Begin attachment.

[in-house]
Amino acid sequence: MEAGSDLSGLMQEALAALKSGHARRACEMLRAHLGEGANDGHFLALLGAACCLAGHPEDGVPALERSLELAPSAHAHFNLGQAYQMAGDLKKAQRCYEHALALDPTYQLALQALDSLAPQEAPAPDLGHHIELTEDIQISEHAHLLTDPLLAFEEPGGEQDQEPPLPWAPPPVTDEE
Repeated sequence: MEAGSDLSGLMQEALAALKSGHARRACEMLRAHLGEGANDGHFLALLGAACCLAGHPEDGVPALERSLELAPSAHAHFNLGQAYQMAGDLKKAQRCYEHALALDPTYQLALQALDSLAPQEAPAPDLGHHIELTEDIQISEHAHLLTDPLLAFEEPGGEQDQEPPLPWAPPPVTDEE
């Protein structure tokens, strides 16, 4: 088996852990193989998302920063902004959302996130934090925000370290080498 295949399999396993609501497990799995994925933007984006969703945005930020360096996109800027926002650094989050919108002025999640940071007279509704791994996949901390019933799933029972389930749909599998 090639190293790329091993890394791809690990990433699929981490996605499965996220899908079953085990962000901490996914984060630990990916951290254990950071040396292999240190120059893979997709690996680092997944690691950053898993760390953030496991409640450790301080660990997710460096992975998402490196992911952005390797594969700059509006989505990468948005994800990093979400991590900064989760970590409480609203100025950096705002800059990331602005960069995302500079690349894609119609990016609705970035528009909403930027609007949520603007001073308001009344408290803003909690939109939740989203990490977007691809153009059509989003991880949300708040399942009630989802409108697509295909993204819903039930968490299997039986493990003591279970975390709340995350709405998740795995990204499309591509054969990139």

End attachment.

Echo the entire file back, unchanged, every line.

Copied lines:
[in-house]
Amino acid sequence: MEAGSDLSGLMQEALAALKSGHARRACEMLRAHLGEGANDGHFLALLGAACCLAGHPEDGVPALERSLELAPSAHAHFNLGQAYQMAGDLKKAQRCYEHALALDPTYQLALQALDSLAPQEAPAPDLGHHIELTEDIQISEHAHLLTDPLLAFEEPGGEQDQEPPLPWAPPPVTDEE
Repeated sequence: MEAGSDLSGLMQEALAALKSGHARRACEMLRAHLGEGANDGHFLALLGAACCLAGHPEDGVPALERSLELAPSAHAHFNLGQAYQMAGDLKKAQRCYEHALALDPTYQLALQALDSLAPQEAPAPDLGHHIELTEDIQISEHAHLLTDPLLAFEEPGGEQDQEPPLPWAPPPVTDEE
């Protein structure tokens, strides 16, 4: 088996852990193989998302920063902004959302996130934090925000370290080498 295949399999396993609501497990799995994925933007984006969703945005930020360096996109800027926002650094989050919108002025999640940071007279509704791994996949901390019933799933029972389930749909599998 090639190293790329091993890394791809690990990433699929981490996605499965996220899908079953085990962000901490996914984060630990990916951290254990950071040396292999240190120059893979997709690996680092997944690691950053898993760390953030496991409640450790301080660990997710460096992975998402490196992911952005390797594969700059509006989505990468948005994800990093979400991590900064989760970590409480609203100025950096705002800059990331602005960069995302500079690349894609119609990016609705970035528009909403930027609007949520603007001073308001009344408290803003909690939109939740989203990490977007691809153009059509989003991880949300708040399942009630989802409108697509295909993204819903039930968490299997039986493990003591279970975390709340995350709405998740795995990204499309591509054969990139």